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aka Smokymtnvulcan
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41 Posts
Discussion Starter #1
I was wondering, since I'm having to run my VN750 on the battery until I can get it in the shop and have either or both the stator/regulator replaced, would it hurt to use a car battery so I don't mess up my new maintenance free battery?
 

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1,750 Posts
How about a lawn mower battery? They're between the size of a bike and car battery.

DT
 

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and the Adventure Cycle
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6,141 Posts
I wouldn't think the larger amps of a car battery would be a good idea.
 

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Now what
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400 Posts
**I wouldn't think the larger amps of a car battery would be a good idea. **

No, it should be ok. The battery doesn't have enough voltage to cause the R/R to dump excess current. If a car battery could be safely mounted behind the driver, on the seat or a rack, and sufficiently large cables run to the originial cables, it would work. Bike would run for quite a while, I'd think. Be quite the hazard in an accident though. Any battery flying around in a wreck could cause quite a bit of damage. That would probably nix the idea for me.
 

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149 Posts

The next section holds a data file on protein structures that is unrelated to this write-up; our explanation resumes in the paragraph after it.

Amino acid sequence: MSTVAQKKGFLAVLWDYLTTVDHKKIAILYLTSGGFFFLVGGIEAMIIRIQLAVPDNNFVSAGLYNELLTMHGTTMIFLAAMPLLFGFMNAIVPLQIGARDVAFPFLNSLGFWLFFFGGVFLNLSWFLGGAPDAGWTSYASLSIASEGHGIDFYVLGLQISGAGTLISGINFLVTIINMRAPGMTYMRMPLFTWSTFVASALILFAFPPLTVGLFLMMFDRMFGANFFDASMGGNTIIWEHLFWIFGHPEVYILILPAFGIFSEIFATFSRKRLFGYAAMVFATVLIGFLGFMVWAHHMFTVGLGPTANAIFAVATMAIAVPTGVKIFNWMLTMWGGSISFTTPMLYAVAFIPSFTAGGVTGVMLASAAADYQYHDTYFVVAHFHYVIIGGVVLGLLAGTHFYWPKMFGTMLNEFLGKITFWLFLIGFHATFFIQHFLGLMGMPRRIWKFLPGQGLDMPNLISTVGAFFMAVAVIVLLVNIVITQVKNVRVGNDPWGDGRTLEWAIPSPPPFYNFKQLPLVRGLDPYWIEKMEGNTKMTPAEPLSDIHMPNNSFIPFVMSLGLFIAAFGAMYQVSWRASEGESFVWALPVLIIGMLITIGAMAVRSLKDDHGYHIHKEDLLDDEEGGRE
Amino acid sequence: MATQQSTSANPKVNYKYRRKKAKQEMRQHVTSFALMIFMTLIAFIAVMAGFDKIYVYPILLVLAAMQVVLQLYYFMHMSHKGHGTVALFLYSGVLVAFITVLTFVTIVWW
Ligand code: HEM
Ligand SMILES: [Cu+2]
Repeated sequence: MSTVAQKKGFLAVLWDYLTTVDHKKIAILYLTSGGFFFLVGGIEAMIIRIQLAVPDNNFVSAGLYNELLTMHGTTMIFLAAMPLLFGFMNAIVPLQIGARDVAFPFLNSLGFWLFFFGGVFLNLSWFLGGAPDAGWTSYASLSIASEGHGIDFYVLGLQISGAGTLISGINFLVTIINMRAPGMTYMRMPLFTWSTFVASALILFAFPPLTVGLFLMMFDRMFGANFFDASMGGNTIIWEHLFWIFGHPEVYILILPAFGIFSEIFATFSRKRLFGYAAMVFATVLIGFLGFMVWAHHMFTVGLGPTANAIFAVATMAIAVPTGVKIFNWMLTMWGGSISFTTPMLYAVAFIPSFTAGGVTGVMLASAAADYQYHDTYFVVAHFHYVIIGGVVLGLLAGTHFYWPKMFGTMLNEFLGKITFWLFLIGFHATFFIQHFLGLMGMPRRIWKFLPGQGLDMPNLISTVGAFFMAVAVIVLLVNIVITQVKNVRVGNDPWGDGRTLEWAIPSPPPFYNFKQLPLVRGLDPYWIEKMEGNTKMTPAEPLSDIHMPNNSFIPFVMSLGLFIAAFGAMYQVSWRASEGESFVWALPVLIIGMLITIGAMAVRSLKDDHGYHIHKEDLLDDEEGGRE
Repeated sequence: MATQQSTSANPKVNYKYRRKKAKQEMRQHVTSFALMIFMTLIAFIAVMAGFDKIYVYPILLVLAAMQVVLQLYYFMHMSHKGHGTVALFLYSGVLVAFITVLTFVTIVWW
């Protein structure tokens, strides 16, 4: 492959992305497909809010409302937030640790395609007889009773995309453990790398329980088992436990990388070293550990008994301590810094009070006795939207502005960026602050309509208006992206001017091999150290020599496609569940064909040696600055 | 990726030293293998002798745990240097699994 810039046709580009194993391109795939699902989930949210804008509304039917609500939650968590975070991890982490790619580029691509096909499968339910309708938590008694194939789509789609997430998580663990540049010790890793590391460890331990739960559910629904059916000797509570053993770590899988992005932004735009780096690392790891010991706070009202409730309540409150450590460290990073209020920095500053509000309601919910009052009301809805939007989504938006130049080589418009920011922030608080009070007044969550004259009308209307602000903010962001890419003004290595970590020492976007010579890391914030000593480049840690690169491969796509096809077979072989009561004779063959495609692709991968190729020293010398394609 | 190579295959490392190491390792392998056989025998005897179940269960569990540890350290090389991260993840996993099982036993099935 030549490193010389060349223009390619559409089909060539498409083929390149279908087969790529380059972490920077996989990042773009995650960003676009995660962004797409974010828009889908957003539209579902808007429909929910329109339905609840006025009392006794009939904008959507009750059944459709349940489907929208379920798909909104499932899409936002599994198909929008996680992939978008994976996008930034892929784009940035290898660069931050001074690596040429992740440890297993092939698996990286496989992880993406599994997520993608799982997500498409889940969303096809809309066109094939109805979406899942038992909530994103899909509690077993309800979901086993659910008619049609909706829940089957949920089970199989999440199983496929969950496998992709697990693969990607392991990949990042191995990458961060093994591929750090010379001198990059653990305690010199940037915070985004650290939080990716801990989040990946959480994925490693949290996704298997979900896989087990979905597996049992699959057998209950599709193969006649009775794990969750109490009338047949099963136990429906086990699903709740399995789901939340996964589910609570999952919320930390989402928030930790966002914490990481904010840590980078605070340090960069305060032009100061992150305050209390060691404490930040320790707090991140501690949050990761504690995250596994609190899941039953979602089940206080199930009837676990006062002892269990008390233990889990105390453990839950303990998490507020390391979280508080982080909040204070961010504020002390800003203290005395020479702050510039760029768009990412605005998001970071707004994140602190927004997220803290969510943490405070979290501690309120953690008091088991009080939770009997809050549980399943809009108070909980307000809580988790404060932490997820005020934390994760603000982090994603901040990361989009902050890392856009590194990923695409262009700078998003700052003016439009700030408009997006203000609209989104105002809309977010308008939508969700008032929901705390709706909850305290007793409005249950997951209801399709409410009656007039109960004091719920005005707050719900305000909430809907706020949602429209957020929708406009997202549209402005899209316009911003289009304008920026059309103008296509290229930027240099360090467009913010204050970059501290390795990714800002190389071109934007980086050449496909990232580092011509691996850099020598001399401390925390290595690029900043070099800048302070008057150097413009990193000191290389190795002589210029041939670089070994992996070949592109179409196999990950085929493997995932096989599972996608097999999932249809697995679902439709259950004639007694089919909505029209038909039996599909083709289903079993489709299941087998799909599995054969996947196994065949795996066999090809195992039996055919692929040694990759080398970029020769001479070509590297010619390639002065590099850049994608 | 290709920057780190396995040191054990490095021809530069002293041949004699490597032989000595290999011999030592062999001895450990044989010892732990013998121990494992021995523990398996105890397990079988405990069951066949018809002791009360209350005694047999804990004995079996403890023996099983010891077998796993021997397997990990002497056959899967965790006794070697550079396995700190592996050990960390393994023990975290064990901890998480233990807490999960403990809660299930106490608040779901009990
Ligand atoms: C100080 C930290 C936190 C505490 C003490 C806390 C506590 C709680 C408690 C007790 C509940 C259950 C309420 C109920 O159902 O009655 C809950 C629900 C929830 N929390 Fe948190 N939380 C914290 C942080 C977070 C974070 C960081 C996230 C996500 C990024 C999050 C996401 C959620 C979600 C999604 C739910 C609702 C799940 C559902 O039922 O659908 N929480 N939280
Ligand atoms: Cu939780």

If you hook your MF batt to a charger after every time you ride it shouldn't hurt It. just as long as you keep your rides short so you don't completely drain your battery. I wouldn't suggest this for a long term solution, just till you can get the charging sys. back in order.
I've got a car batt I keep in my shop for jumping and testing ATV's, I've been useing it for almost a year now like that. I just charge it about once a week to keep the voltage up. I've completely drained it several times, and it hasn't hurt it yet. This is just food for thought. The main thing is do only what you feel comfortable with. :)
 

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Skierbob
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20 Posts
I don't know if a gel battery is the same but it is very bad to fully drain a lead/acid battery. The plates apparently get lead sulfate deposits on them when the electrolite is depleted which greatly lessens the capacity and therefore the life of the battery. Consumer Reports did a study of this and concluded that it was one of the primary reasons that lead/acid batteries died. They even went so far as to test many different car batteries and rate them according to how many full discharge cycles they could tolerate before loosing a significant portion of their cold cranking ability. The winners could handle only several. The loosers one or two.

Recharge your batteries ASAP after they get discharged!